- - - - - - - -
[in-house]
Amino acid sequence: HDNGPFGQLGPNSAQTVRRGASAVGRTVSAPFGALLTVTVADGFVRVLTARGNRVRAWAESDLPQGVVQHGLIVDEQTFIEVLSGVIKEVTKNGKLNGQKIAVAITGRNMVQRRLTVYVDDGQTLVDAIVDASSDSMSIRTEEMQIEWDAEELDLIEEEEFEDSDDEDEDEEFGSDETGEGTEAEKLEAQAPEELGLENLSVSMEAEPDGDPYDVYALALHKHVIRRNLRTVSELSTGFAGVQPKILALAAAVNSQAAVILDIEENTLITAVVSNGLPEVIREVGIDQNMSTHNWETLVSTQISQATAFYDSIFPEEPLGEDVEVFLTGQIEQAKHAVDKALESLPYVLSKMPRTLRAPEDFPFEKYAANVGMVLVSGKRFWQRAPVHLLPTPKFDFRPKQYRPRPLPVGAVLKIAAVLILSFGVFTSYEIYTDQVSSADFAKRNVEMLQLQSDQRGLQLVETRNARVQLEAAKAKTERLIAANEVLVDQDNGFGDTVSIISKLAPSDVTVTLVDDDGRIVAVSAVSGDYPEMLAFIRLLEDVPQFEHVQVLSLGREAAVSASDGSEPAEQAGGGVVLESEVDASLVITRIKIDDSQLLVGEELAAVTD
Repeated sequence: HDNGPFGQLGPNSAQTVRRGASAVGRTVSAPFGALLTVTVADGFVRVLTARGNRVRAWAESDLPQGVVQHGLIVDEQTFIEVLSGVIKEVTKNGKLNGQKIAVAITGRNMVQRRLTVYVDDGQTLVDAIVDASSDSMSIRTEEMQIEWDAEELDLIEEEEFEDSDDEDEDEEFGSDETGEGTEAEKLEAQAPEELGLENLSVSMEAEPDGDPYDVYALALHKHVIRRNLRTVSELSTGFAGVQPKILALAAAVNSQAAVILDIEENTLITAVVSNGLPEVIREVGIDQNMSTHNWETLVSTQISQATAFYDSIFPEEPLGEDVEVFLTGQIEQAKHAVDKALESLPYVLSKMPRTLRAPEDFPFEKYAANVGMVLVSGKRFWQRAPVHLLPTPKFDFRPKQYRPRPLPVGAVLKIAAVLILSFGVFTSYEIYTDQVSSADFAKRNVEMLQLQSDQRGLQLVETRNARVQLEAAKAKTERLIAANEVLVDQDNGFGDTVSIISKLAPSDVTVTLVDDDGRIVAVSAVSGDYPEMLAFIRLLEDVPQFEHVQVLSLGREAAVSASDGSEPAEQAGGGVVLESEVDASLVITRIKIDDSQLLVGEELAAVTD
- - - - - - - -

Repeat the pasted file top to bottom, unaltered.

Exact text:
[in-house]
Amino acid sequence: HDNGPFGQLGPNSAQTVRRGASAVGRTVSAPFGALLTVTVADGFVRVLTARGNRVRAWAESDLPQGVVQHGLIVDEQTFIEVLSGVIKEVTKNGKLNGQKIAVAITGRNMVQRRLTVYVDDGQTLVDAIVDASSDSMSIRTEEMQIEWDAEELDLIEEEEFEDSDDEDEDEEFGSDETGEGTEAEKLEAQAPEELGLENLSVSMEAEPDGDPYDVYALALHKHVIRRNLRTVSELSTGFAGVQPKILALAAAVNSQAAVILDIEENTLITAVVSNGLPEVIREVGIDQNMSTHNWETLVSTQISQATAFYDSIFPEEPLGEDVEVFLTGQIEQAKHAVDKALESLPYVLSKMPRTLRAPEDFPFEKYAANVGMVLVSGKRFWQRAPVHLLPTPKFDFRPKQYRPRPLPVGAVLKIAAVLILSFGVFTSYEIYTDQVSSADFAKRNVEMLQLQSDQRGLQLVETRNARVQLEAAKAKTERLIAANEVLVDQDNGFGDTVSIISKLAPSDVTVTLVDDDGRIVAVSAVSGDYPEMLAFIRLLEDVPQFEHVQVLSLGREAAVSASDGSEPAEQAGGGVVLESEVDASLVITRIKIDDSQLLVGEELAAVTD
Repeated sequence: HDNGPFGQLGPNSAQTVRRGASAVGRTVSAPFGALLTVTVADGFVRVLTARGNRVRAWAESDLPQGVVQHGLIVDEQTFIEVLSGVIKEVTKNGKLNGQKIAVAITGRNMVQRRLTVYVDDGQTLVDAIVDASSDSMSIRTEEMQIEWDAEELDLIEEEEFEDSDDEDEDEEFGSDETGEGTEAEKLEAQAPEELGLENLSVSMEAEPDGDPYDVYALALHKHVIRRNLRTVSELSTGFAGVQPKILALAAAVNSQAAVILDIEENTLITAVVSNGLPEVIREVGIDQNMSTHNWETLVSTQISQATAFYDSIFPEEPLGEDVEVFLTGQIEQAKHAVDKALESLPYVLSKMPRTLRAPEDFPFEKYAANVGMVLVSGKRFWQRAPVHLLPTPKFDFRPKQYRPRPLPVGAVLKIAAVLILSFGVFTSYEIYTDQVSSADFAKRNVEMLQLQSDQRGLQLVETRNARVQLEAAKAKTERLIAANEVLVDQDNGFGDTVSIISKLAPSDVTVTLVDDDGRIVAVSAVSGDYPEMLAFIRLLEDVPQFEHVQVLSLGREAAVSASDGSEPAEQAGGGVVLESEVDASLVITRIKIDDSQLLVGEELAAVTD